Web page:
Shadow Copies Are Not A Backup Replacement





  • People like to think snapshots are magic. They don't want to think about what they are or how they work.



  • @scottalanmiller Yup. Walking into an environment and hearing someone say that snapshots are their backup strategy...here's what you do.

    1. Apply face to palm.
    2. Remove face from palm.
    3. FIRMLY apply palm to other person's face. Repeat until sense has been enabled.


  • I've never actually heard of any environment doing that. I think people talk about how bad it is far more than it actually happens.



  • I actually see it mentioned more on Spicewood than I've personally seen. I can count on one hand how many places I've walked into where it was the strategy. Oh man, I remember when I was first I trounced to the concept when 2003 came out. A shop I worked at deployed quite a few sbs servers and it was setup for the customers to do quick restores. I remember sitting with an engineer while he was demonstrating how it worked for us and the customer. I still think it's a useful tool.



  • Yes, Spiceworks does seem to have it come up quite often.



  • @ajstringham said:

    @scottalanmiller Yup. Walking into an environment and hearing someone say that snapshots are their backup strategy...here's what you do.

    1. Apply face to palm.
    2. Remove face from palm.
    3. FIRMLY apply palm to other person's face. Repeat until sense has been enabled.

    I sort of did this until about 6 years ago - A VMWARE expert who was helping me setup my infrastructure laid it out for me about snapshots. Whenever I talk about them now, I express that my policy is that snapshots are only allowed to live on my network for a few hours, until I am assured that I don't need to immediately go back to it. It is a fall back process, not a backup strategy.



  • I call them an "under the hood" component of other processes.



  • @Bob-Beatty said:

    @ajstringham said:

    @scottalanmiller Yup. Walking into an environment and hearing someone say that snapshots are their backup strategy...here's what you do.

    1. Apply face to palm.
    2. Remove face from palm.
    3. FIRMLY apply palm to other person's face. Repeat until sense has been enabled.

    I sort of did this until about 6 years ago - A VMWARE expert who was helping me setup my infrastructure laid it out for me about snapshots. Whenever I talk about them now, I express that my policy is that snapshots are only allowed to live on my network for a few hours, until I am assured that I don't need to immediately go back to it. It is a fall back process, not a backup strategy.

    That's exactly right. I've been told to never snapshot a DC though if it's in a dual+ DC environment. Causes split-brain issues. Makes sense.



  • @scottalanmiller Exactly. An "under-the-hood" component...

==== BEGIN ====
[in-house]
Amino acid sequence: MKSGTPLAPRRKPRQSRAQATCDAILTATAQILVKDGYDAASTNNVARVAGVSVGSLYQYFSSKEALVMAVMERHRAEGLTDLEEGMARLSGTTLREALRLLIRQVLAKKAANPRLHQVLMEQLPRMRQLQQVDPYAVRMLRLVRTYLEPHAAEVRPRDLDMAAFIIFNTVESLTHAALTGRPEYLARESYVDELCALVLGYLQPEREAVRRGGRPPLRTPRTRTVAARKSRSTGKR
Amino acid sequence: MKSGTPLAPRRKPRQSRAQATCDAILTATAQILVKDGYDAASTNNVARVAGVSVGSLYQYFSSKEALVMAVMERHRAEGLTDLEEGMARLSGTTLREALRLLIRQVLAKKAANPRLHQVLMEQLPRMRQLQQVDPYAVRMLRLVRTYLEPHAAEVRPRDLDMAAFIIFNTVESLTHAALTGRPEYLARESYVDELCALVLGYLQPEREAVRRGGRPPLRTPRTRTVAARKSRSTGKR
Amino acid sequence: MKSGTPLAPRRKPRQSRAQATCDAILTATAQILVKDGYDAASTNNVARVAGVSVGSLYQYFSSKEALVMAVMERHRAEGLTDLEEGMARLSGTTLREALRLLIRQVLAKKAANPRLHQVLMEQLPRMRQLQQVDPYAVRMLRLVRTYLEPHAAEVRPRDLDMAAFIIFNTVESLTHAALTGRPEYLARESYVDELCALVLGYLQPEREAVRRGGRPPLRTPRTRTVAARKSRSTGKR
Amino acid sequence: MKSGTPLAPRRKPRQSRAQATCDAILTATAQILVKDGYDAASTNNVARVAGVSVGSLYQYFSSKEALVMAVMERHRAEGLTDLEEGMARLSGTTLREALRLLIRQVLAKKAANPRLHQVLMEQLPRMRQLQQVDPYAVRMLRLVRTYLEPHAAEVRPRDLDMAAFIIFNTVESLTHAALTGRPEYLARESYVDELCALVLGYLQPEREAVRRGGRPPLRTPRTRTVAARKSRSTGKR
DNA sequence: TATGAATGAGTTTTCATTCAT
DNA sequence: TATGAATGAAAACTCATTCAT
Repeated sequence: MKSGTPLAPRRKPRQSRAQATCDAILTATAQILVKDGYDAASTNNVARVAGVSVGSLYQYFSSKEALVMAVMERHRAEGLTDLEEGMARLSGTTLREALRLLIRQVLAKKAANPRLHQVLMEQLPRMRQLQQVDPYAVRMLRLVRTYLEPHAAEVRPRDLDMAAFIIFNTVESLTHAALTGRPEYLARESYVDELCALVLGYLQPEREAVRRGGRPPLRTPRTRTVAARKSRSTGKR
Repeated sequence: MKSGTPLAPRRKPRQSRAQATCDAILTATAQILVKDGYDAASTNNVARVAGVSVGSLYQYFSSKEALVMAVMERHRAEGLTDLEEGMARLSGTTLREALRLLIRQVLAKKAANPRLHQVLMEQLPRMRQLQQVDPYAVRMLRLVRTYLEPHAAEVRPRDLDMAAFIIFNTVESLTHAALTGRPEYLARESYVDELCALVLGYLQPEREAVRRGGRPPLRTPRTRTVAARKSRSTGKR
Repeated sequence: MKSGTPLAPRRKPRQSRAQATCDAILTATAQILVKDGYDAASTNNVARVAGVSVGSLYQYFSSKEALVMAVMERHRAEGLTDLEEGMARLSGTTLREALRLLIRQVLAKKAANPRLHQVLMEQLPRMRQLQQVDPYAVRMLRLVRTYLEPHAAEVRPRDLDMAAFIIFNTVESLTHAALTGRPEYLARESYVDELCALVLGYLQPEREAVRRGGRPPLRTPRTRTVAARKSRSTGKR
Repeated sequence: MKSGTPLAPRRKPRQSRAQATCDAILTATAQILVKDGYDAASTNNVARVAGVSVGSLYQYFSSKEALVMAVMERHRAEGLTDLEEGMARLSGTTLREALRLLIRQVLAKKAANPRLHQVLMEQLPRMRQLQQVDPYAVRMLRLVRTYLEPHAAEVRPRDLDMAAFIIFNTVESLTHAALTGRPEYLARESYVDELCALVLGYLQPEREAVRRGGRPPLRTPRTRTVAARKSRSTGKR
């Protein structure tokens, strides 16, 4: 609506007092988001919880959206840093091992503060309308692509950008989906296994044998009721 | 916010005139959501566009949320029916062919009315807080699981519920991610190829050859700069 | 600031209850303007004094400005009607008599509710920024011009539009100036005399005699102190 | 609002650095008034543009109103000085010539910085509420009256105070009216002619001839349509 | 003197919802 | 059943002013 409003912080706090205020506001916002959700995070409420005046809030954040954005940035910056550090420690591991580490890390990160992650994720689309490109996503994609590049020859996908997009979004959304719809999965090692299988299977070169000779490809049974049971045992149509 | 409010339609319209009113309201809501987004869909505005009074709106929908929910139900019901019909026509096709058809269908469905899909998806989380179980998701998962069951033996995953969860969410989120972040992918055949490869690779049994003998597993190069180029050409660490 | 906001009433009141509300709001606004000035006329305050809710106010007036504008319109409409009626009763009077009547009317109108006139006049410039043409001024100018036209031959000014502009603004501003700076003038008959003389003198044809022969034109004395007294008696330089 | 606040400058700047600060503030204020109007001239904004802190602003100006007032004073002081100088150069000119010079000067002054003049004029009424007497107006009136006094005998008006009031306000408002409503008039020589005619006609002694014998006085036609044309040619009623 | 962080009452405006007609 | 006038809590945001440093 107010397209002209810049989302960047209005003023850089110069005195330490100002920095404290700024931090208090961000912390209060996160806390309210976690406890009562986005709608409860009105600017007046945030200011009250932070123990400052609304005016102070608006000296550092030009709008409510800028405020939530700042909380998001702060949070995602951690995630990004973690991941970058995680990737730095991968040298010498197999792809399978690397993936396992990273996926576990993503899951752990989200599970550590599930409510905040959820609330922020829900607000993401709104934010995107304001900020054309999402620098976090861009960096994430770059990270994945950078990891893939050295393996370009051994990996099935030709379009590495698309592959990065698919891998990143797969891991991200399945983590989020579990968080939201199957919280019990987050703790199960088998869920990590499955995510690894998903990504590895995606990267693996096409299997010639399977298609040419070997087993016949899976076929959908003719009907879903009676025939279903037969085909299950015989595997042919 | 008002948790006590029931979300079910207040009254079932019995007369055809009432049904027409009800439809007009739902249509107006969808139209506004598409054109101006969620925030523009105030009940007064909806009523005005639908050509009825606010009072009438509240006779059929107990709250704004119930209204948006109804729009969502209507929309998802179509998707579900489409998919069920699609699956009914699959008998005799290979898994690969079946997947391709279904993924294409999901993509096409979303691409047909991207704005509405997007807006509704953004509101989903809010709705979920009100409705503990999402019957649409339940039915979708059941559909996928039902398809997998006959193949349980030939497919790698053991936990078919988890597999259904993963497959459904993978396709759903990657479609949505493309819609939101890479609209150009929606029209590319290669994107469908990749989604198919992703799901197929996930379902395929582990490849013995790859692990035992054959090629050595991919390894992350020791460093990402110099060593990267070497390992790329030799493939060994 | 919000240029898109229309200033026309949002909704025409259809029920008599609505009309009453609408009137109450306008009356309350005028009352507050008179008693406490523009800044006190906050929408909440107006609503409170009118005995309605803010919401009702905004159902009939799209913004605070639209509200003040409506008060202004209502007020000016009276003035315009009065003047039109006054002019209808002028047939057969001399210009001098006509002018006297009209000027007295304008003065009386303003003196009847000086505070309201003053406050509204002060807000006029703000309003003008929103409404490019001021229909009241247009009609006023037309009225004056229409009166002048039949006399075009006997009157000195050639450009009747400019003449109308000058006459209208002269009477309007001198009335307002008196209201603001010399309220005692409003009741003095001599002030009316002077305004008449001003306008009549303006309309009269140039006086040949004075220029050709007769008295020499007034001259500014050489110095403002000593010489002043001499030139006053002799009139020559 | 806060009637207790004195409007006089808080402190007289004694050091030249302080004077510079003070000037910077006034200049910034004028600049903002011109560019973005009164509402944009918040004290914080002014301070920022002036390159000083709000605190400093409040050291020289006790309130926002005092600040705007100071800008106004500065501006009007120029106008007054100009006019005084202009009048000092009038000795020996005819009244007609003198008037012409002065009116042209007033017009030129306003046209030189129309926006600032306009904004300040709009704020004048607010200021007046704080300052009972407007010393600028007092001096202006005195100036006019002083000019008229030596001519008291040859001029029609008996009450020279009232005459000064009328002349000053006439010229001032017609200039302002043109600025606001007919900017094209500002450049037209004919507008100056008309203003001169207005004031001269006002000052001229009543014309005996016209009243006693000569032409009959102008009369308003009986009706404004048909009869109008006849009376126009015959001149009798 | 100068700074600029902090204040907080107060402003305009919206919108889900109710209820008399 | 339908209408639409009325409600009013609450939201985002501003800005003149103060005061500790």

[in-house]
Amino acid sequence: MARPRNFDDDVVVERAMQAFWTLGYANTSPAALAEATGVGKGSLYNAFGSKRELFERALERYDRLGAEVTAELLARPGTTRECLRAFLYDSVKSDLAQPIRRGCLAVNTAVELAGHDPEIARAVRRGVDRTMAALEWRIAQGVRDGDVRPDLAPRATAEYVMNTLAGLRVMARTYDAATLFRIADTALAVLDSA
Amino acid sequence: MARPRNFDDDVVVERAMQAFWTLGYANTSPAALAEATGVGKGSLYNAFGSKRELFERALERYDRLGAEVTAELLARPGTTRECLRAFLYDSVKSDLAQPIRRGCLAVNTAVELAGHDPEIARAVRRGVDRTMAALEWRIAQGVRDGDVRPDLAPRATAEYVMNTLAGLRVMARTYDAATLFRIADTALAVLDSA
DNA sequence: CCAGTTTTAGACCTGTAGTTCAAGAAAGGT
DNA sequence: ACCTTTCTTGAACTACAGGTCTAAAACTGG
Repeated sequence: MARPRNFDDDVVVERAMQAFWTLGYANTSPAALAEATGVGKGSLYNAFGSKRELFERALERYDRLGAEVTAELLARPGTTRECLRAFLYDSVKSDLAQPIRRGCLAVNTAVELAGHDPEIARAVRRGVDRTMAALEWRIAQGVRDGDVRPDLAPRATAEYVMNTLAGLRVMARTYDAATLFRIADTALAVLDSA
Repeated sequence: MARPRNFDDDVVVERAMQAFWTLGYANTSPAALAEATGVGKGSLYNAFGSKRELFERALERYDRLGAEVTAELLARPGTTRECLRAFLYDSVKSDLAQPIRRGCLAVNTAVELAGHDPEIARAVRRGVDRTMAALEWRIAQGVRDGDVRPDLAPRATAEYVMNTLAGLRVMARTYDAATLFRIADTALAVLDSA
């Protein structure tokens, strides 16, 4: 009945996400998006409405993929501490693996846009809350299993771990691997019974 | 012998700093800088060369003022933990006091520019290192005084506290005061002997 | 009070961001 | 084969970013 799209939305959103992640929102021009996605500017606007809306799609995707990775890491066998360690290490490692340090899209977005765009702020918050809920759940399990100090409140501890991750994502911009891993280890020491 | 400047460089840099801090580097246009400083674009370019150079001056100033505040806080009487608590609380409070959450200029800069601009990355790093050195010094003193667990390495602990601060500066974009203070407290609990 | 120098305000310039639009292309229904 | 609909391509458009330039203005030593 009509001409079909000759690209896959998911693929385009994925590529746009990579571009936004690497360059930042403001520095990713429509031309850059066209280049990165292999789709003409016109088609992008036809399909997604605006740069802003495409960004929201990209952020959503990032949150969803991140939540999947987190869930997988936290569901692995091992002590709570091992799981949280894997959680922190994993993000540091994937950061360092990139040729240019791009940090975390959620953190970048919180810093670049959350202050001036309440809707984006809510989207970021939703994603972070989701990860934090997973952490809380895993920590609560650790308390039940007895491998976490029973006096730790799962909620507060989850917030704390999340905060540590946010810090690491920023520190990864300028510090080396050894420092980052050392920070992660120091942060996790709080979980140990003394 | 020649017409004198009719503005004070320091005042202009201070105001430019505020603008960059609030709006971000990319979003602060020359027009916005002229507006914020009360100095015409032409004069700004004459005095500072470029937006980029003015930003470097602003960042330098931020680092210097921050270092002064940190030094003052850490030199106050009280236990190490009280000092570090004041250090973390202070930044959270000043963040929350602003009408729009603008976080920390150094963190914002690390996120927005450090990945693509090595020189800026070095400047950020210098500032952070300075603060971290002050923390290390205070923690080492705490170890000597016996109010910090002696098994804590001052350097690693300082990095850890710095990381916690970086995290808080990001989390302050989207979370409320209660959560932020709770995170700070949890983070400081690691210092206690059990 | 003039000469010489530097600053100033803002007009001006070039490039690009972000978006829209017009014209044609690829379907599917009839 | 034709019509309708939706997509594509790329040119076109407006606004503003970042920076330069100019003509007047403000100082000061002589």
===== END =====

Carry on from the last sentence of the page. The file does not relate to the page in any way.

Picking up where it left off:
• @ajstringham said:

    @Bob-Beatty said:

    @ajstringham said:

    @scottalanmiller Yup. Walking into an environment and hearing someone say that snapshots are their backup strategy...here's what you do.

    1. Apply face to palm.
    2. Remove face from palm.
    3. FIRMLY apply palm to other person's face. Repeat until sense has been enabled.

    I sort of did this until about 6 years ago - A VMWARE expert who was helping me setup my infrastructure laid it out for me about snapshots. Whenever I talk about them now, I express that my policy is that snapshots are only allowed to live on my network for a few hours, until I am assured that I don't need to immediately go back to it. It is a fall back process, not a backup strategy.

    That's exactly right. I've been told to never snapshot a DC though if it's in a dual+ DC environment. Causes split-brain issues. Makes sense.

    People say this about DCs but it applies to any database or HA system.



  • @scottalanmiller said:

    @ajstringham said:

    @Bob-Beatty said:

    @ajstringham said:

    @scottalanmiller Yup. Walking into an environment and hearing someone say that snapshots are their backup strategy...here's what you do.

    1. Apply face to palm.
    2. Remove face from palm.
    3. FIRMLY apply palm to other person's face. Repeat until sense has been enabled.

    I sort of did this until about 6 years ago - A VMWARE expert who was helping me setup my infrastructure laid it out for me about snapshots. Whenever I talk about them now, I express that my policy is that snapshots are only allowed to live on my network for a few hours, until I am assured that I don't need to immediately go back to it. It is a fall back process, not a backup strategy.

    That's exactly right. I've been told to never snapshot a DC though if it's in a dual+ DC environment. Causes split-brain issues. Makes sense.

    People say this about DCs but it applies to any database or HA system.

    That would be true and make sense. Anything that has references between points or failovers this would be a bad thing to do to.



  • Came across this thread and was wondering what had happened to the OP? His disappeared from here and other forums too.


  • Vendor

    @Bill-Kindle said:

    I see this all the time. People will setup Shadow Copies as a replacement for their normal backups, and then are shocked when they run out of space on their under-provisioned servers. And on top of that, they create multiple copies per day!

    I need to add "Shadow Copies are not a replacement for backups!" saying to the "Snapshots are not backups!" line I use all the time.

    Aside from all of that, what is this forum running? Looks pretty slick.

    Bill is active on SpiceWorks. Renamed himself to Little Green Man so you don't see "Bill Kindle" tagged posts anymore.



  • Ah I think that I knew that. Although I don't feel like I've seen his alter ego much either.